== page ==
SALT LAKE CITY — For the second year in a row, Morgan County residents have been ranked the "healthiest in the state," with the highest standard of living and longest length of life.
The County Health Rankings report — which has also twice put Carbon County at the bottom of the list — compares counties across the state by various health outcomes, including the rate of people dying before age 75, the percent of people who report being in fair or poor health, the number of days people miss work and the rate of low birth weight infants.
Numbers were released Wednesday showed little change from last year's results.
Researchers at the University of Wisconsin, who conducted the nationwide study, also look at people's health behavior, clinical care, social and economic factors, and physical environments. Counties in Utah continually rank higher than the national average due to healthier lifestyles overall.
Rates of adult smoking, adult obesity, excessive drinking, teenage births, the number of uninsured adults, availability of primary care providers, high school graduation rates, poverty and community safety were among the many health factors analyzed for the annual report. Access to healthy foods and air pollution levels were also considered, which helped Morgan County inch higher in the rankings, said Weber-Morgan Health Department spokeswoman Lori Buttars.
"They are in their own little, secluded world with great places to exercise and plenty of access to healthy food," she said. "Of course, there is less pollution in the area as well."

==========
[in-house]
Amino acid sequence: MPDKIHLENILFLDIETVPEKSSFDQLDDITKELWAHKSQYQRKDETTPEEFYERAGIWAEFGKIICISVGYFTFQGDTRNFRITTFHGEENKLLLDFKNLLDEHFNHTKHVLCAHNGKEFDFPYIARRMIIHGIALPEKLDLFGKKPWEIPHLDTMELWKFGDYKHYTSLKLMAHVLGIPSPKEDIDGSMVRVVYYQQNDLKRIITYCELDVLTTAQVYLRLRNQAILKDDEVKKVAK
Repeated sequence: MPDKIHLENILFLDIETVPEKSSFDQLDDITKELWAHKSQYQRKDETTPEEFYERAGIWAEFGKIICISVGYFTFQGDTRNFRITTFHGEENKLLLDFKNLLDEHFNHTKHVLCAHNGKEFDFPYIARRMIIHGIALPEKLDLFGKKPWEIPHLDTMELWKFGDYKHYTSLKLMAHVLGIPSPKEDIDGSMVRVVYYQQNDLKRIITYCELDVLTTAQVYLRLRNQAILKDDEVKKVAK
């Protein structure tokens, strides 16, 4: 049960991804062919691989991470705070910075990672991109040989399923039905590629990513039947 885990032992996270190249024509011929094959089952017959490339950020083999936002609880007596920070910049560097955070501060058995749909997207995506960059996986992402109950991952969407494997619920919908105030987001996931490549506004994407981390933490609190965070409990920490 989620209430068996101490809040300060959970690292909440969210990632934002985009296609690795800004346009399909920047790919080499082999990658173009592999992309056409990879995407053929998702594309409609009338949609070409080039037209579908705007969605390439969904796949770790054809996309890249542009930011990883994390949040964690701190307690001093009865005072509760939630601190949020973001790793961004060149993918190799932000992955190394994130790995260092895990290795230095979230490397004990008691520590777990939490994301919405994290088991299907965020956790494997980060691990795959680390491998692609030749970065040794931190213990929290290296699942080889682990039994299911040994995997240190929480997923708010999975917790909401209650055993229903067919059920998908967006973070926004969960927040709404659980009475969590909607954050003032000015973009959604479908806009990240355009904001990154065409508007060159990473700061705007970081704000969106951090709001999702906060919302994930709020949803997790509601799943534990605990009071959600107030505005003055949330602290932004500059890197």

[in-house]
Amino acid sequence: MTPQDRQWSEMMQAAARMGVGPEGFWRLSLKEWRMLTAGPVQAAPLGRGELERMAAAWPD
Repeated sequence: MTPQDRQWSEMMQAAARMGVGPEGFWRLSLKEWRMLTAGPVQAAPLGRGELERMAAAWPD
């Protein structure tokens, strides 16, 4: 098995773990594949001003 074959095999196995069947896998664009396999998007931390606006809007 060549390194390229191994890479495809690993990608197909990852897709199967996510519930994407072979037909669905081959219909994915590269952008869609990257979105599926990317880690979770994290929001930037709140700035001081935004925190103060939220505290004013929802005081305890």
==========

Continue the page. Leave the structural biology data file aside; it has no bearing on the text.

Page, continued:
Just 5 percent of Morgan's residents reported ailing health, compared to 20 percent in Carbon County. The rate of premature death in Carbon County is more than three times that in Morgan.
Health officials couldn't identify the exact difference between the two counties, except that three times more people smoke in Carbon County than in Morgan. And the central Utah area is generally less wealthy, with 16 percent of children in Carbon County living in poverty.
Dr. Patrick Remington, associate dean for public health at the University of Wisconsin's School of Medicine, said the rankings are meant to "help counties see what is affecting the health of their residents" so that appropriate action can be taken to remove potential barriers to good health.
The new reports come in the same month that the Gallup-Healthways Well-Being Index ranked Utah the 8th-healthiest state in the nation. That is down from a similar report in 2009, which put Utah second behind Hawaii. Results show that Utah is not necessarily growing more unhealthy, but other states are becoming more healthy.
Buttars said being the healthiest county in the state is "an honor" that is definitely worth working to keep.
According to this year's rankings, the 10 healthiest counties in Utah, starting with the most healthy, are Morgan, Cache, Utah, Summit, Davis, Wasatch, Grand, Washington, Box Elder and Wayne. The 10 counties in poorest health, starting with the least healthy, are Carbon, Duchesne, Sevier, Uintah, Emery, Juab, Garfield, Kane, Beaver and Tooele.
The healthiest of Utah's 26 ranked counties are clustered in the north of the state, near Salt Lake, which is ranked 11th, down from 9th place last year, while the least health counties are primarily in central Utah.